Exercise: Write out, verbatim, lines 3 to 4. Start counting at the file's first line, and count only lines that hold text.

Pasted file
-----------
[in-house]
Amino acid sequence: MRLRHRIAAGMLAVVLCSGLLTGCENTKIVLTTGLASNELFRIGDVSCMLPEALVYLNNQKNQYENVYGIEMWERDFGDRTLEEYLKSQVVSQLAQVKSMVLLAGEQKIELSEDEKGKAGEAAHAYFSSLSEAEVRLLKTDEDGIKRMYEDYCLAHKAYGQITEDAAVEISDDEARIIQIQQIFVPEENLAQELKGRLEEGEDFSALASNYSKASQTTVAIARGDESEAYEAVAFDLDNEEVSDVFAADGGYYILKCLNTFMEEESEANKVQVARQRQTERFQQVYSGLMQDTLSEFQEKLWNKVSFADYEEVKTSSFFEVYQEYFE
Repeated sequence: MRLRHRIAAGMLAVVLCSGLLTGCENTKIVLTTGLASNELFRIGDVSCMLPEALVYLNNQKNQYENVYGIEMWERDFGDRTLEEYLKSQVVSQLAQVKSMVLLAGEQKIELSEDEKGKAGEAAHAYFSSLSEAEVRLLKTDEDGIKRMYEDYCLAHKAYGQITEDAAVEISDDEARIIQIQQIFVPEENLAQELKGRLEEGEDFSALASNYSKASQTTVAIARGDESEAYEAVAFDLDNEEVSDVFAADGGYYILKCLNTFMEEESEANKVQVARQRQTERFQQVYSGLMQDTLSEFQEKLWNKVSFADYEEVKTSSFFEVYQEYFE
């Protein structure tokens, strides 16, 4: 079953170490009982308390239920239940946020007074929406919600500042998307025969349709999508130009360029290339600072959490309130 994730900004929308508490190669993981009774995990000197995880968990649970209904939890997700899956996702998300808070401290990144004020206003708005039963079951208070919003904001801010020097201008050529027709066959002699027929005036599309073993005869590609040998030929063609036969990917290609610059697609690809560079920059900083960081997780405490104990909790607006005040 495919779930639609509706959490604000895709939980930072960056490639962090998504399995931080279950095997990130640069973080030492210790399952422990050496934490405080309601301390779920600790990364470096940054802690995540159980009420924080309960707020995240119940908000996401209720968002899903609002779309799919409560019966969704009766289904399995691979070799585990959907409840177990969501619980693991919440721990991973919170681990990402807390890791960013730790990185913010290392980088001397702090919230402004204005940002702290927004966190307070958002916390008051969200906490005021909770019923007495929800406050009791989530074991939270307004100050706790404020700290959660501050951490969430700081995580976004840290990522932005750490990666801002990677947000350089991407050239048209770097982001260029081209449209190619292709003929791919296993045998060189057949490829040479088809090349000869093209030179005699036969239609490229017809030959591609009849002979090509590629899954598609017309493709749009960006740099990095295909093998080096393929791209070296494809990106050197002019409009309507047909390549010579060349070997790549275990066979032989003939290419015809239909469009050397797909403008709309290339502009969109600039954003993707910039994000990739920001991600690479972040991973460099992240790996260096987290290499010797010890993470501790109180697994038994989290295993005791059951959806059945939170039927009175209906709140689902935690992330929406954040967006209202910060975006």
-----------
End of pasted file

Repeated sequence: MRLRHRIAAGMLAVVLCSGLLTGCENTKIVLTTGLASNELFRIGDVSCMLPEALVYLNNQKNQYENVYGIEMWERDFGDRTLEEYLKSQVVSQLAQVKSMVLLAGEQKIELSEDEKGKAGEAAHAYFSSLSEAEVRLLKTDEDGIKRMYEDYCLAHKAYGQITEDAAVEISDDEARIIQIQQIFVPEENLAQELKGRLEEGEDFSALASNYSKASQTTVAIARGDESEAYEAVAFDLDNEEVSDVFAADGGYYILKCLNTFMEEESEANKVQVARQRQTERFQQVYSGLMQDTLSEFQEKLWNKVSFADYEEVKTSSFFEVYQEYFE
């Protein structure tokens, strides 16, 4: 079953170490009982308390239920239940946020007074929406919600500042998307025969349709999508130009360029290339600072959490309130 994730900004929308508490190669993981009774995990000197995880968990649970209904939890997700899956996702998300808070401290990144004020206003708005039963079951208070919003904001801010020097201008050529027709066959002699027929005036599309073993005869590609040998030929063609036969990917290609610059697609690809560079920059900083960081997780405490104990909790607006005040 495919779930639609509706959490604000895709939980930072960056490639962090998504399995931080279950095997990130640069973080030492210790399952422990050496934490405080309601301390779920600790990364470096940054802690995540159980009420924080309960707020995240119940908000996401209720968002899903609002779309799919409560019966969704009766289904399995691979070799585990959907409840177990969501619980693991919440721990991973919170681990990402807390890791960013730790990185913010290392980088001397702090919230402004204005940002702290927004966190307070958002916390008051969200906490005021909770019923007495929800406050009791989530074991939270307004100050706790404020700290959660501050951490969430700081995580976004840290990522932005750490990666801002990677947000350089991407050239048209770097982001260029081209449209190619292709003929791919296993045998060189057949490829040479088809090349000869093209030179005699036969239609490229017809030959591609009849002979090509590629899954598609017309493709749009960006740099990095295909093998080096393929791209070296494809990106050197002019409009309507047909390549010579060349070997790549275990066979032989003939290419015809239909469009050397797909403008709309290339502009969109600039954003993707910039994000990739920001991600690479972040991973460099992240790996260096987290290499010797010890993470501790109180697994038994989290295993005791059951959806059945939170039927009175209906709140689902935690992330929406954040967006209202910060975006």